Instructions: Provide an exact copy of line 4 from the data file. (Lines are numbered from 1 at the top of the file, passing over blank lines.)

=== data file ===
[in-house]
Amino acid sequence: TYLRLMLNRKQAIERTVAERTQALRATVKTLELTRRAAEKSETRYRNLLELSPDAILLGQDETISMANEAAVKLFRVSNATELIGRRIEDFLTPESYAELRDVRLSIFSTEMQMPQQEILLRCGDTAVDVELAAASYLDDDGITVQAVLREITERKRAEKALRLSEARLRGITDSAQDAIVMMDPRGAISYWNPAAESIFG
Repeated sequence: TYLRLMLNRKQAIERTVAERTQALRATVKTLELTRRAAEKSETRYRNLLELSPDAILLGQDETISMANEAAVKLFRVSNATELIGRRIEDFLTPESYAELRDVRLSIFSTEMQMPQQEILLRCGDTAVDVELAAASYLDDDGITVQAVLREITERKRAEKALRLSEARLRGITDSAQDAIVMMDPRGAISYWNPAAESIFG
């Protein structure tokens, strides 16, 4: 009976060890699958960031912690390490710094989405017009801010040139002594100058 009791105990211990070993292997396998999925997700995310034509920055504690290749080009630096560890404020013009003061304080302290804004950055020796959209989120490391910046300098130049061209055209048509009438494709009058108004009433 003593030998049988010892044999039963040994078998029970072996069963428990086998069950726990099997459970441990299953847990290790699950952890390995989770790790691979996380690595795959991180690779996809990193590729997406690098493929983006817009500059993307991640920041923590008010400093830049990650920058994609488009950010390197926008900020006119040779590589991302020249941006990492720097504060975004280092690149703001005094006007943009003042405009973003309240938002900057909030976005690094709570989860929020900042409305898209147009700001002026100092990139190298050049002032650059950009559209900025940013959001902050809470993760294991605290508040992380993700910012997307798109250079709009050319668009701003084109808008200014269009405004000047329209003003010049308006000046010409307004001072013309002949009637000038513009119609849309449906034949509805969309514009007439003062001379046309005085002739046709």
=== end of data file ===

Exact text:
């Protein structure tokens, strides 16, 4: 009976060890699958960031912690390490710094989405017009801010040139002594100058 009791105990211990070993292997396998999925997700995310034509920055504690290749080009630096560890404020013009003061304080302290804004950055020796959209989120490391910046300098130049061209055209048509009438494709009058108004009433 003593030998049988010892044999039963040994078998029970072996069963428990086998069950726990099997459970441990299953847990290790699950952890390995989770790790691979996380690595795959991180690779996809990193590729997406690098493929983006817009500059993307991640920041923590008010400093830049990650920058994609488009950010390197926008900020006119040779590589991302020249941006990492720097504060975004280092690149703001005094006007943009003042405009973003309240938002900057909030976005690094709570989860929020900042409305898209147009700001002026100092990139190298050049002032650059950009559209900025940013959001902050809470993760294991605290508040992380993700910012997307798109250079709009050319668009701003084109808008200014269009405004000047329209003003010049308006000046010409307004001072013309002949009637000038513009119609849309449906034949509805969309514009007439003062001379046309005085002739046709």